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Close watch on hot Fiesta

Sports Technologies: Fiesta ST produces 110kW and 190Nm of torque.

Ford Australia may extend its XR moniker beyond next year's hot Focus to the Fiesta

21 Nov 2005

FORD Australia is considering adding an XR performance derivative of the Fiesta following the enthusiastic response to the turbocharged Focus XR5 at the Australian International Motor Show last month.

"We will see how it (the XR5) goes," Ford Australia president Tom Gorman told GoAuto. "Any sports variant must make economic sense for us." The XR5 goes on sale around May next year and will be a small-volume "halo" car for the Focus model range.

Mr Gorman said that while no firm decision had been made on extending the XR moniker to other small cars, he was well aware of the success Volkswagen was having with its Golf GTI – and of its decision to bring in the Polo GTI.

Ford of Europe builds a Fiesta ST (Sports Technologies), which has a 110kW/190Nm 2.0-litre Duratec four-cylinder engine that enables the small hatchback to reach 100km/h in 8.0 seconds, on its way to a top speed of more than 220km/h.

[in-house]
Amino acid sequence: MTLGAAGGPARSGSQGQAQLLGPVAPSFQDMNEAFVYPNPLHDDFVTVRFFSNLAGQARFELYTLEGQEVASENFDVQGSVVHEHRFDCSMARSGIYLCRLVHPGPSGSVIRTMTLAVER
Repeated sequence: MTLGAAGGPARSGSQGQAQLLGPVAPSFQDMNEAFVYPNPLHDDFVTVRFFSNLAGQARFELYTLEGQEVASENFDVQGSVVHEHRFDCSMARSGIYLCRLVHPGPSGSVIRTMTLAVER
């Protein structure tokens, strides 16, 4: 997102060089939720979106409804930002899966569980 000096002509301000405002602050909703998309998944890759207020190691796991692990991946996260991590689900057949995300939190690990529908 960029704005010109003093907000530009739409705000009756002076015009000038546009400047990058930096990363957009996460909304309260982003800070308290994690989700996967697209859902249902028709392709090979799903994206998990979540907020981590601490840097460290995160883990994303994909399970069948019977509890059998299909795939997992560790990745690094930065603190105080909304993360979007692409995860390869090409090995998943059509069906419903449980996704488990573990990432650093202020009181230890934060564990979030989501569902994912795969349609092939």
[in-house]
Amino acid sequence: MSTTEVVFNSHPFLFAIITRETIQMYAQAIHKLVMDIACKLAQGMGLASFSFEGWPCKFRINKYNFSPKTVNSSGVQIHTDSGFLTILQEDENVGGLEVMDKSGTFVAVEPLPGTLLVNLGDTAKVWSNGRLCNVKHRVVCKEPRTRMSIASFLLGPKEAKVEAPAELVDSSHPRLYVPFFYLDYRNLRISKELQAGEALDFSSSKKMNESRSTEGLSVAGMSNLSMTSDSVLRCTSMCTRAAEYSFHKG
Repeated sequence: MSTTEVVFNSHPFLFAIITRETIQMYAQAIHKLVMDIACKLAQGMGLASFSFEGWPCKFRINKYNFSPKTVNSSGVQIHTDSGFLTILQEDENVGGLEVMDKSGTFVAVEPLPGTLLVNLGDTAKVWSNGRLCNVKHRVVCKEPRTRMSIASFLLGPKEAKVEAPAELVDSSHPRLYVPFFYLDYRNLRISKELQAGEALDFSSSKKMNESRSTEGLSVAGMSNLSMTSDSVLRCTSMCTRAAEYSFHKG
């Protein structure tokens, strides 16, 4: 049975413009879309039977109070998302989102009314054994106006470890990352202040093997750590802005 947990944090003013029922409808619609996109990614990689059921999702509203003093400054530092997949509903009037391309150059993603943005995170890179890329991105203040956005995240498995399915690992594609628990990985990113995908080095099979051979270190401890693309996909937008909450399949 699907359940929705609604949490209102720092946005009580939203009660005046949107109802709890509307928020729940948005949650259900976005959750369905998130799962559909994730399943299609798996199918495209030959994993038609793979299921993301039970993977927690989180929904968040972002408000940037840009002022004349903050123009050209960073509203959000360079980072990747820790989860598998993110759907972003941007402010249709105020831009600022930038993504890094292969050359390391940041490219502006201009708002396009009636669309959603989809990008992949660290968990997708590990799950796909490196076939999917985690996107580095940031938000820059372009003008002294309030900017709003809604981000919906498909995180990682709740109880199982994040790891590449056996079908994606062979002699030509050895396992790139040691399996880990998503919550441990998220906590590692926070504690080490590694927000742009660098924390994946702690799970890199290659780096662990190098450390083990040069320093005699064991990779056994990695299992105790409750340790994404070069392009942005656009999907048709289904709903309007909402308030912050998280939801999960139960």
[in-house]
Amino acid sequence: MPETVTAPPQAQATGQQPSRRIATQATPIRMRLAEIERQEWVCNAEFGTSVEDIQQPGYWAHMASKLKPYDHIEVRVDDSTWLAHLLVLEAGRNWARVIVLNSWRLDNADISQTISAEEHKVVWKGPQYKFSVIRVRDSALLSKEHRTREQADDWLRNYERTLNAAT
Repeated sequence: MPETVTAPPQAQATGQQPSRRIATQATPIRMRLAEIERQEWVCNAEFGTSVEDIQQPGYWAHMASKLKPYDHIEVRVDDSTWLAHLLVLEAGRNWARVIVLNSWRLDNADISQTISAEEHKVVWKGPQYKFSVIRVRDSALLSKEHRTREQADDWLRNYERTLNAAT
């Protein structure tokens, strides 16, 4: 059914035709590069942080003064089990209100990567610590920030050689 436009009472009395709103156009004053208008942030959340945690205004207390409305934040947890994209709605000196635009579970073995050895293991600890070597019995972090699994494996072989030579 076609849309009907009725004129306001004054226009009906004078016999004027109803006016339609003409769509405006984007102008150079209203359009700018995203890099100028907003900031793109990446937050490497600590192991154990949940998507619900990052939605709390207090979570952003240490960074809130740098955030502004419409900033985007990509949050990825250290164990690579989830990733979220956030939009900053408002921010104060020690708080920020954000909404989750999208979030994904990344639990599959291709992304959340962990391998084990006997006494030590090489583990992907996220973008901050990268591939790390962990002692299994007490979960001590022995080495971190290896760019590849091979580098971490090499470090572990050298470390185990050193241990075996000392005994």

It also has lowered suspension, 17-inch wheels and various exterior adornments.

Apart from the hot Fiesta, Mr Gorman said Ford Australia was also looking at other options with its Focus, including a wagon model and turbo-diesel versions.

"We are looking at almost everything," he said, adding that all new additions would need to be economically viable.

Mr Gorman also said Focus sales were now on the upswing, despite supply problems from the assembly plant in South Africa. These issues will not be fully reconciled before early next year.

Ford has alleviated some demand issues by redirecting some models bound for New Zealand. The XR5 will essentially be a rebadged version of the production Focus ST released at the recent Frankfurt motor show.

It borrows its 2.5-litre five-cylinder turbocharged engine from the Volvo S40 and pops it into a five-door Focus hatch.

The engine develops 166kW/320Nm and is mated to a six-speed manual, while sports suspension lowers the car’s overall height by 25mm. The car also features larger brakes, 18-inch alloy wheels, low-profi le high-performance tyres and a discrete bodykit.

Ford Australia is in the process of finalising pricing, which it says should start from around $35,000.

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